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Saturday, August 27, 2016

Projects & Other Problems

     We’re whitewater rafting on the Upper Penobscot. You are having the time of your life. I’m not.
     I don’t know how fast we’re moving as we nosedive five or six feet at a time, then slam headlong into 10-foot walls of water. But it’s pretty fast. Still, I have a fraction of a second before each collision to ask myself: “Are there really people who think this is fun?”

     Of course there are such people. You’re one of them, and I’m of the opposite persuasion. Two people; same time, same place, same circumstance. I have a problem and you don’t.
     Or do you?
     Problems aren’t quite optional, but they most definitely are subjective. What’s happening in the external reality isn’t a problem. The existence and extent of any problem are determined by how that occurrence is perceived, and how the perceiver responds emotionally.
     In short, it’s all in your mind. And mine. For managers, that’s the nut of the challenge.

     In your area of responsibility, you are in charge of several or many busily perceiving minds, including your own.
     You get the best of everything from people who are happy, engaged, confident. They devote themselves to quality work, they collaborate, they make each other better.
     When some or all of them are worried, distracted, scared, resentful . . . there is a significant decline in the entire group culture and effectiveness.

     Back on the river: When I have a problem with the situation and you don’t, you do anyway. You need me to be alert, active and paddling madly. I am none of those things if I’m busy focusing on my fear of a watery death.
     From my experience in the working world, I have come to believe that the uncertain and potentially calamitous nature of projects arouses a similar level of panic in some people. The general workplace atmosphere can have the same effect.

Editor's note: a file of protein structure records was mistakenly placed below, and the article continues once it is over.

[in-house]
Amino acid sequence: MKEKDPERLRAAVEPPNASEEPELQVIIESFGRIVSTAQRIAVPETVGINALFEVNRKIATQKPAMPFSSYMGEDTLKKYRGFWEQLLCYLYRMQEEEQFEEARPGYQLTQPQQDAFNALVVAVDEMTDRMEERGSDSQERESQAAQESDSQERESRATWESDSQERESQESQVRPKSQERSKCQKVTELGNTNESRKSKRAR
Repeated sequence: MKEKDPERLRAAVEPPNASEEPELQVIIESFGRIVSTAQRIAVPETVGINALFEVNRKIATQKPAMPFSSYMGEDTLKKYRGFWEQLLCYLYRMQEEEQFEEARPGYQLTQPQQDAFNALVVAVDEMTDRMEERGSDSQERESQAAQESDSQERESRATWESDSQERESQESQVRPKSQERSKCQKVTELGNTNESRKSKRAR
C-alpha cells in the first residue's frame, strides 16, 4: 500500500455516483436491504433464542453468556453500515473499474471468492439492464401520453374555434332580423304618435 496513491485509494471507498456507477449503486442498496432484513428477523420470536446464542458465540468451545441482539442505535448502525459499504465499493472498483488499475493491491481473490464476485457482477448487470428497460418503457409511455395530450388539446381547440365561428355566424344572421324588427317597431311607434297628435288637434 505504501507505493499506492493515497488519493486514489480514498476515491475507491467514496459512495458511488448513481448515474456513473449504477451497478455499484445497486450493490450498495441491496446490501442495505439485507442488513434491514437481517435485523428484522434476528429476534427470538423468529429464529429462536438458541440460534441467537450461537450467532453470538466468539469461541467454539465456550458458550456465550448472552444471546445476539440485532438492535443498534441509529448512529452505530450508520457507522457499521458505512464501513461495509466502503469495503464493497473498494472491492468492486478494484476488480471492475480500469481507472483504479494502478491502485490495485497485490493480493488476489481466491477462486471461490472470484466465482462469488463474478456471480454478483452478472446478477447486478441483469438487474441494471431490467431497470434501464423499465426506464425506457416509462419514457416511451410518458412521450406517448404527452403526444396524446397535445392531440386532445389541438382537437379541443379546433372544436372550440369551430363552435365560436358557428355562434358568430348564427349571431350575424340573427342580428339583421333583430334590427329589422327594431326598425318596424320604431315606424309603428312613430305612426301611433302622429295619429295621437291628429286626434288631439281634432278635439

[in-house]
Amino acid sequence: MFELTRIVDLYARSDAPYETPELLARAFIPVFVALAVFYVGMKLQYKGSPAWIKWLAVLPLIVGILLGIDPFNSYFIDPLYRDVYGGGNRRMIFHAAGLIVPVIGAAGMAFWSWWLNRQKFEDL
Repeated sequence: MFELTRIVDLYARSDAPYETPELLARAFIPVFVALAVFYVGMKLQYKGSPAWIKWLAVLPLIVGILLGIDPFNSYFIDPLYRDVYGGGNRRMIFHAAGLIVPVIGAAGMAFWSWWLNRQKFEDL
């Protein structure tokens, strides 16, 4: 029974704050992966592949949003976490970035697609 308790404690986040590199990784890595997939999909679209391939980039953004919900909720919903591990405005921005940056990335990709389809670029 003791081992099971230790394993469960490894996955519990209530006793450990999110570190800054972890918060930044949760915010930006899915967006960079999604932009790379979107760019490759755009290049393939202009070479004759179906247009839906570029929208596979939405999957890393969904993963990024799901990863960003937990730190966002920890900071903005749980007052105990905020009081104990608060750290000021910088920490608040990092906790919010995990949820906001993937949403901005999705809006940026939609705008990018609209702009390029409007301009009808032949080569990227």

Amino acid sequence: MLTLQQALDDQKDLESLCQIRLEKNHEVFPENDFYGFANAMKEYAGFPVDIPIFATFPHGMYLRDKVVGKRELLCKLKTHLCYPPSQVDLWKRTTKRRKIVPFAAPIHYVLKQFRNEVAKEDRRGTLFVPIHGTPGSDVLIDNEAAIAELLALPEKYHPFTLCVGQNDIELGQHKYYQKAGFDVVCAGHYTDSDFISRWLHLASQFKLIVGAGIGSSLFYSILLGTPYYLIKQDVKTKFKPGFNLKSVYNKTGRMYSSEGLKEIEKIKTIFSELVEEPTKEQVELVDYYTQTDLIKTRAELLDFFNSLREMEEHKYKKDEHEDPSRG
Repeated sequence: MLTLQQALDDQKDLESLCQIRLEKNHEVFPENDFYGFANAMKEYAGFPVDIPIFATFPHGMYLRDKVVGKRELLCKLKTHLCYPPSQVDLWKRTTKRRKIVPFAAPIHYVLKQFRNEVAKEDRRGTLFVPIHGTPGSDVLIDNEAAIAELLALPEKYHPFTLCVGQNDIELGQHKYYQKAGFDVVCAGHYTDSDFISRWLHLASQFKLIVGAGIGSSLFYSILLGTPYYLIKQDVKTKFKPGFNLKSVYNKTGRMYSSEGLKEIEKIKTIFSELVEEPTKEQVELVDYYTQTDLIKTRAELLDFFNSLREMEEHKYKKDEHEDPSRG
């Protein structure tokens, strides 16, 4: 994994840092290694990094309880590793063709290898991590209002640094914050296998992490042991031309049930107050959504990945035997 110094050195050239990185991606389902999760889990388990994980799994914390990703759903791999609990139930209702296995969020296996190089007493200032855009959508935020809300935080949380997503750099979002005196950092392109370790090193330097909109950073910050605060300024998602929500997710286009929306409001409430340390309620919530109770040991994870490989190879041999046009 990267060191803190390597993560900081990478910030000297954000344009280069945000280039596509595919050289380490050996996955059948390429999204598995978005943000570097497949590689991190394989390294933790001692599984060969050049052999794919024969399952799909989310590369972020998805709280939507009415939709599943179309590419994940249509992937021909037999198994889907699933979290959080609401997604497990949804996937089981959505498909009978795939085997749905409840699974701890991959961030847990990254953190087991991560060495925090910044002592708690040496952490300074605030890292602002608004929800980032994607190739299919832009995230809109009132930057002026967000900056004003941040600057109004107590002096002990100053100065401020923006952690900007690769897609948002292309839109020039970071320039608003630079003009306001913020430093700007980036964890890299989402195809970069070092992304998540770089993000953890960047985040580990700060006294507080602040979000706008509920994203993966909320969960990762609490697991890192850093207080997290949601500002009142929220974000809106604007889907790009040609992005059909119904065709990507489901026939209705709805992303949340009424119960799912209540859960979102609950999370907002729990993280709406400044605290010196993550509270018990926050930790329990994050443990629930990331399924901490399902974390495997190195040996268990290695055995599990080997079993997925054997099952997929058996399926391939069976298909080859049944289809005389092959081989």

So dealing with the challenge of problem aversion is a core demand on managers, and most particularly project managers.
     What do you do about it?
      How do you handle reluctant and ineffective “team members” at the very times you really need assertive and energetic doers? How do you overcome problem aversion?
     Yell at them, why don’t you, and see how that works. We’ve all done that, hopefully only in our early careers. We know it’s worse than a waste of time.
     It further disables the troubled person, and is destructive in our broader relationships with team members and other stakeholders who witness our behavior.
     So what do you do?
     Like just about every other management challenge, you must start the counter actions at the beginning. Or the pre-beginning, depending upon how you view the startup of a project or a relationship.
     Here’s how it works:

1.      Define and describe the situation. Any project – or any launch into a new job, a new relationship, a new anything – has the same essential characteristics. Most simply, its structure is a current situation or existing reality, a desire to change it in some way, and a process to go from one to the other. We define that process as “problem solving,” whether to fix, create or improve something.

2.     Describe the specific, concrete outcome that your project or your hire is to achieve. Why, exactly, are you doing it? This step is especially important when you’re working with one or more other parties.

3.     Be clear and detailed about the actions and investments it will take to build toward the outcome.

4.     Determine and establish the relationships that are required – with people and    
organizations that have the resources and intent to fulfill the requirements you now have defined.

5.     Recruit the team members and other direct collaborators you need. Be hard and  
fast in defining responsibilities, and press senior stakeholders to assign the people who can do the work and handle the duties.

6.     Negotiate action-based assignments for all, including senior stakeholders outside
your authority, and supervisory duties for those who will assist you in managing the process

7.     Coordinate a delegated project planning process conducted by the people who will be
driving the project/activity at the working level.

8.     Launch without delay. Correct variances, however small, swiftly.

9.     Tend the process. Persist.

     This is the job description for a competent manager. This is a person who knows what to do when she/he doesn’t know what to do. Someone who has a problem-solving methodology down cold, and can use it effectively -- no matter what.
     Someone who has been down the river a few times, and has studied and practiced how to do it well. Nobody is competent the first time. They depend upon the incredible tricks performed by whoever it is standing up there, with the long oar, in the back of the raft.
     The manager. 


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